In this post, I will be explaining how to configure Solace DMQ through the Mule JMS Connector. There can be many business scenarios where the processing of the message will be delayed by a predefined amount of time. In such scenarios, we can make use of the concept of the TTL property and the DMQ.
Dead Message Queues
By default, Guaranteed messages are removed from a durable endpoint's message pool and discarded when:
The number of redelivery attempts for a message exceeds the Max Redelivery value for the original destination endpoint;
Or, a message's Time-To-Live (TTL) value has been exceeded and the endpoint is configured to respect message TTL expiry times.
If you don't want the messages to be discarded, they can be moved to a dead message queue (DMQ) assigned to the endpoint.
How DMQs Work
Any durable queue on the same Message VPN as the endpoint that the messages are being removed from can be assigned as a DMQ.
Messages flagged as DMQ-eligible by the publishing client will be sent to the endpoint's DMQ rather than be discarded.
However, if an endpoint's assigned DMQ doesn't exist, then the removed Guaranteed messages will still be discarded even if they are DMQ-eligible. By default, each durable endpoint is assigned a DMQ named DEAD_MSG_QUEUE, but this queue does not pre-exist and must be created by a management user.
Now let us see the steps involved in setting up DMQ and TTL.
1. Enabling the "Publisher Messages DMQ Eligible" property in the JMS JNDI of the Message VPN
Log in to Solace Cloud Message VPN. (Please refer to my first blog, “How to integrate Solace PubSub+ Cloud with MuleSoft,” which explains how to create a Solace Cloud Trial account and how to spin up a Service in Solace).
Click on JMS JNDI --> Click on Connection Factories --> Click on /jms/cf/default --> Scroll down and enable the property “Publisher Messages DMQ Eligible” as highlighted in the screenshot below.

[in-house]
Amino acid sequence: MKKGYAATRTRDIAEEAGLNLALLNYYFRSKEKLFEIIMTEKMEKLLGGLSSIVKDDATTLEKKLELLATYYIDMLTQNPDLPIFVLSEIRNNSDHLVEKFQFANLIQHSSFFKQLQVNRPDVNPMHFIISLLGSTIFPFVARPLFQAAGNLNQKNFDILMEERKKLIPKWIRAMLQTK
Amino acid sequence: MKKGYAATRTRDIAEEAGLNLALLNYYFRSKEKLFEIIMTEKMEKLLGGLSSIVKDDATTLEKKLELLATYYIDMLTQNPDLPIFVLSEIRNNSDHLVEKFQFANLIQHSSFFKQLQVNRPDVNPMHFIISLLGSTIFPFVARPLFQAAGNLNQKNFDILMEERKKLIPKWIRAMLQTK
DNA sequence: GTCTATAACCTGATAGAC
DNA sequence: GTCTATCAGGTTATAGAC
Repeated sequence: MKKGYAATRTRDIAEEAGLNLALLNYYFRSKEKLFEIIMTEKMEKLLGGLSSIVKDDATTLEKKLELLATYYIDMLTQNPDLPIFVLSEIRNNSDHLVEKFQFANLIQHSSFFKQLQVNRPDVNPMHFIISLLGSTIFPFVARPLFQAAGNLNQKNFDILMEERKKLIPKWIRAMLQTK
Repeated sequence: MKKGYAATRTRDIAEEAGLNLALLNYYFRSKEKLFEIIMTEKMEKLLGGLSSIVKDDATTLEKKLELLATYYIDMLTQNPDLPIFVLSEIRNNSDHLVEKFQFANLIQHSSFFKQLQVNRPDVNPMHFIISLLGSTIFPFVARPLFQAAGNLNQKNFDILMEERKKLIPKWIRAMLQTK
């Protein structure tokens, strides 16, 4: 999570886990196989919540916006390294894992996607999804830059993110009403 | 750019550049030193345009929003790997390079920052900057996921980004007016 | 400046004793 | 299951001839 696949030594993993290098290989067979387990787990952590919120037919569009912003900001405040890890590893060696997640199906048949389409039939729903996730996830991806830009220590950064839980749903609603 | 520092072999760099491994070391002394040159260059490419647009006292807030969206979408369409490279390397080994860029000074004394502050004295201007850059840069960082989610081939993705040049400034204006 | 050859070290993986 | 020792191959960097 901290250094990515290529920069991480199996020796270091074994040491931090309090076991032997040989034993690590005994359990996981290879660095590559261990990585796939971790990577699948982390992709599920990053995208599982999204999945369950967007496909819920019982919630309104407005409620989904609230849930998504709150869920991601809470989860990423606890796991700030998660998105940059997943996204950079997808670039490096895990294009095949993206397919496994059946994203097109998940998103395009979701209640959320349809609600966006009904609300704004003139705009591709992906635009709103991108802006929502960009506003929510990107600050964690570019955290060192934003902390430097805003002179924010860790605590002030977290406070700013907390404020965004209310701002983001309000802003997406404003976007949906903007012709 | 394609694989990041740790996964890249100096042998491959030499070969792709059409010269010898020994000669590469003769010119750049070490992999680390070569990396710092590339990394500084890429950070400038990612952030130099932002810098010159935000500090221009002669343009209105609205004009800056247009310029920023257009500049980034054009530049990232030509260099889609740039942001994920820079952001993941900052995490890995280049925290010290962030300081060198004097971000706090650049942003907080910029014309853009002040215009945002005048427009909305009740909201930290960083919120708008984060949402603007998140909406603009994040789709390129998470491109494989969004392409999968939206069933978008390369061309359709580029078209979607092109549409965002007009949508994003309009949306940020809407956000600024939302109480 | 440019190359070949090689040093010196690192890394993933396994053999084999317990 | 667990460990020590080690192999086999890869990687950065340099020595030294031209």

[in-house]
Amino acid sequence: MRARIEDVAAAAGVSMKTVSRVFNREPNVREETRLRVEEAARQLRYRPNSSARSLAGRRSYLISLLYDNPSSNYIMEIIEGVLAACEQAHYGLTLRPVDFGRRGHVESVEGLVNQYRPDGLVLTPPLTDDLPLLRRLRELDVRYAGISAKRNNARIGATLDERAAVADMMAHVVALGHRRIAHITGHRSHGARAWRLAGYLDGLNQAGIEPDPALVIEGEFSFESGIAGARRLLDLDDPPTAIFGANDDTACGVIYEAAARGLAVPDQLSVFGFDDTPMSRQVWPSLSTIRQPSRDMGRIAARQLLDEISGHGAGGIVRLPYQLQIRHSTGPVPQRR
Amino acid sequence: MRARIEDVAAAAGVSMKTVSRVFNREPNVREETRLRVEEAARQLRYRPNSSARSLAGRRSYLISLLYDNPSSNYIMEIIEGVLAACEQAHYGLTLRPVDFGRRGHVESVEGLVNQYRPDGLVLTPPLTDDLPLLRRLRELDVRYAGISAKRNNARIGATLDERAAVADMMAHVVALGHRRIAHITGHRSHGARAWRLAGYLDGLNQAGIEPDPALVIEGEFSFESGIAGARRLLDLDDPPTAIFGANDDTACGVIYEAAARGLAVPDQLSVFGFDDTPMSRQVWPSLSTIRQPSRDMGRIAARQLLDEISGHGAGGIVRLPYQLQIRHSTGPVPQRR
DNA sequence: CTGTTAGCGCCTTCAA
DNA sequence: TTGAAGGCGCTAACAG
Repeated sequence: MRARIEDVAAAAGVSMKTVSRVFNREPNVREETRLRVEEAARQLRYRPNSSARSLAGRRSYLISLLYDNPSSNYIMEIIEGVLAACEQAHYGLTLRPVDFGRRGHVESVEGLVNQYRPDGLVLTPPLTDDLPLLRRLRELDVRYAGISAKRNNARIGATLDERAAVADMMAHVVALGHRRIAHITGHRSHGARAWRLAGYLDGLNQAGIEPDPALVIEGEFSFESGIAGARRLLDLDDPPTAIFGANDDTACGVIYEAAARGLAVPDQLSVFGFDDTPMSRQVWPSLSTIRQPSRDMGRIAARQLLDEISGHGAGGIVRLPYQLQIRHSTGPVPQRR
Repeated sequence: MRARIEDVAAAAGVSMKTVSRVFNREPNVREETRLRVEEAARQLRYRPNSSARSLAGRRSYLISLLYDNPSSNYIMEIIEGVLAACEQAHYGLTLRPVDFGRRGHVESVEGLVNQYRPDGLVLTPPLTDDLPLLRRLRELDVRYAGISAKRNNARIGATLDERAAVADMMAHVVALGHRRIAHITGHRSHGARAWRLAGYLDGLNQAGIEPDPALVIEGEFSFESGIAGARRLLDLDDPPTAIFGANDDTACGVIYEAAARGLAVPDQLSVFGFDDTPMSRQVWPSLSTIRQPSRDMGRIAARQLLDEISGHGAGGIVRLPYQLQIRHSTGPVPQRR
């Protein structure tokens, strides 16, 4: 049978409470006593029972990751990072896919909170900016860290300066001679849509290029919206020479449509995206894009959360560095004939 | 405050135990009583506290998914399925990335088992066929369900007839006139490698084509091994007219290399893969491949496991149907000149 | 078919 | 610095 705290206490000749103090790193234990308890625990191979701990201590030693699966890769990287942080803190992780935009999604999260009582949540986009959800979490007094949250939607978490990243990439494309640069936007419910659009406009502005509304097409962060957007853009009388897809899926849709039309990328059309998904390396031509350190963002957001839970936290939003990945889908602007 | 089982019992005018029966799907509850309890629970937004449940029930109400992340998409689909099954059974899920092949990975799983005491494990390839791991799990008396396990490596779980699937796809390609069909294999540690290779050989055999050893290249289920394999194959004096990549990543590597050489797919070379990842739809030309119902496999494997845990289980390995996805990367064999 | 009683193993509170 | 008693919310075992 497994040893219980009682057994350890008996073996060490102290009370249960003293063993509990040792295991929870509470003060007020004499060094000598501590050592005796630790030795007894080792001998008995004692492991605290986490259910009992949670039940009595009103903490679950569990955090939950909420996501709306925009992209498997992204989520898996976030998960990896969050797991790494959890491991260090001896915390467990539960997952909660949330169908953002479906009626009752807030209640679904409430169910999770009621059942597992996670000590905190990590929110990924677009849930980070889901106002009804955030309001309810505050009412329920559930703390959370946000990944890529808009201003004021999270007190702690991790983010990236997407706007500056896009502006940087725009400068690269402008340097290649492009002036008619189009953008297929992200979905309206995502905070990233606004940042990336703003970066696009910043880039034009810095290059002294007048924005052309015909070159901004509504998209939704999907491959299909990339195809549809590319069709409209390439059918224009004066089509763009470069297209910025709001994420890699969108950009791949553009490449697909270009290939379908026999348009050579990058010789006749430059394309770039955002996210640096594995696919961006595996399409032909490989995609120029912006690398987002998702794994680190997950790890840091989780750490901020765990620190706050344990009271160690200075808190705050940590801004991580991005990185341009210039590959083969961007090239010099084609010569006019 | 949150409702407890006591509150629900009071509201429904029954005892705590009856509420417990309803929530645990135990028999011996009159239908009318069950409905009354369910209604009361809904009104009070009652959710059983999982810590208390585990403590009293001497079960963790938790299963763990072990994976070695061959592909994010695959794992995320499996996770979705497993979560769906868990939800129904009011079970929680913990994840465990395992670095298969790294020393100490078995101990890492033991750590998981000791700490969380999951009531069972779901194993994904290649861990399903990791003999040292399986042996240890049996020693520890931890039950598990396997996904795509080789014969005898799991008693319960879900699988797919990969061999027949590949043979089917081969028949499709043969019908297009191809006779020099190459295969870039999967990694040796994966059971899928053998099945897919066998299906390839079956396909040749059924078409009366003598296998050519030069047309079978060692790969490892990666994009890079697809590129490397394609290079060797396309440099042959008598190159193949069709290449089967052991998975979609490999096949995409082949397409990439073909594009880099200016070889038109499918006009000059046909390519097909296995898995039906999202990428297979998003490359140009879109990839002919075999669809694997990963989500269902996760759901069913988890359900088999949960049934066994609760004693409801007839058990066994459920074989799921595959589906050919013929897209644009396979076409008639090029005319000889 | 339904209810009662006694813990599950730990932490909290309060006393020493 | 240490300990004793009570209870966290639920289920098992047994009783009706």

2. Creating Queues and Topics
Create the new Queues and their corresponding Topics as shown below. As part of the POC, our queues of interest are highlighted below.
3. Setting up DMQ and TTL in the “test-queue-1” queue
In the advanced settings of the ‘test-queue-1’ enable the ‘Respect TTL’ and set the ‘Maximum TTL’ as 180 seconds (this can be set based on our need). Also, set the ‘DMQ Name’ as ‘test-queue-2’. As per this setting, whenever any message reaches ‘test-queue-1’, the message stays in this queue for 180 seconds before it’s pushed to DMQ (test-queue-2).
4. Publishing Message to Solace Topic with SOLACE_JMS_PROP_DEAD_MSG_QUEUE_ELIGIBLE set to true
In the solace-jms-publish.xml, I added an HTTP Listener to be able to listen to a request with the content that I want to publish into the Solace Topic. Here you can see how I have configured the JMS Publish connector:
Also, I have set the property ‘SOLACE_JMS_PROP_DEAD_MSG_QUEUE_ELIGIBLE’ to ‘true’ in the JMS Config Provider Properties.
5. Publishing the message from Postman
Now the message is published to the Topic with ‘DMQ Eligible’ set to ‘Yes’. This message stays in the Queue ’test-queue-1’ for 180 seconds before which it will be published to DMQ (test-queue-2) automatically for further processing.
Now we know how a delay in the processing of the messages can be achieved in Solace using the DMQ and TTL feature. Thanks for reading my post and I hope it will help!
That’s it for now! See you in the next post!